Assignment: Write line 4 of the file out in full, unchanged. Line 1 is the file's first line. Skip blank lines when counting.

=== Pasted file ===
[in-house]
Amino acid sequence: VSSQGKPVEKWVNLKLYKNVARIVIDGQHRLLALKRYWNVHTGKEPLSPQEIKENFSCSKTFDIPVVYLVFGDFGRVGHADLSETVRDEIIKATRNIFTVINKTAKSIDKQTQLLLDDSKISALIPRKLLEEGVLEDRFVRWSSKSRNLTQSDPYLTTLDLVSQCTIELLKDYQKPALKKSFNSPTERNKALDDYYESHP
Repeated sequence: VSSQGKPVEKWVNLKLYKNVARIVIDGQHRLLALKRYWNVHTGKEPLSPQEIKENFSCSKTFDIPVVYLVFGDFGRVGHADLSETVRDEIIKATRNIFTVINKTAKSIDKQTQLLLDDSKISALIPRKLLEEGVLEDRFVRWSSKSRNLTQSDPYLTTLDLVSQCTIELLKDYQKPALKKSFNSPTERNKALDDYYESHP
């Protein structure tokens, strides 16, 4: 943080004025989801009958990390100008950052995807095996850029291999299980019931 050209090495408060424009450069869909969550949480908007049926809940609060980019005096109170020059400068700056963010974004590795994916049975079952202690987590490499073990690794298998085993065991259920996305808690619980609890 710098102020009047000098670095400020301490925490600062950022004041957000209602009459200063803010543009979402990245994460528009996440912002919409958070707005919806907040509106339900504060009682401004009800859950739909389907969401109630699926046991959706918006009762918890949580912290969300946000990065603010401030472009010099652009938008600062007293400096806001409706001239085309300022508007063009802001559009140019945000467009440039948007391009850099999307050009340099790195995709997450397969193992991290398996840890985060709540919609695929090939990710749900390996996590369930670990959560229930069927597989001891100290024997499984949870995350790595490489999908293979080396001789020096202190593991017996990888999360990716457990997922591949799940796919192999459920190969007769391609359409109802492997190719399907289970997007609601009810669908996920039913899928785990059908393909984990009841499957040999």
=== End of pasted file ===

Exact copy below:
């Protein structure tokens, strides 16, 4: 943080004025989801009958990390100008950052995807095996850029291999299980019931 050209090495408060424009450069869909969550949480908007049926809940609060980019005096109170020059400068700056963010974004590795994916049975079952202690987590490499073990690794298998085993065991259920996305808690619980609890 710098102020009047000098670095400020301490925490600062950022004041957000209602009459200063803010543009979402990245994460528009996440912002919409958070707005919806907040509106339900504060009682401004009800859950739909389907969401109630699926046991959706918006009762918890949580912290969300946000990065603010401030472009010099652009938008600062007293400096806001409706001239085309300022508007063009802001559009140019945000467009440039948007391009850099999307050009340099790195995709997450397969193992991290398996840890985060709540919609695929090939990710749900390996996590369930670990959560229930069927597989001891100290024997499984949870995350790595490489999908293979080396001789020096202190593991017996990888999360990716457990997922591949799940796919192999459920190969007769391609359409109802492997190719399907289970997007609601009810669908996920039913899928785990059908393909984990009841499957040999």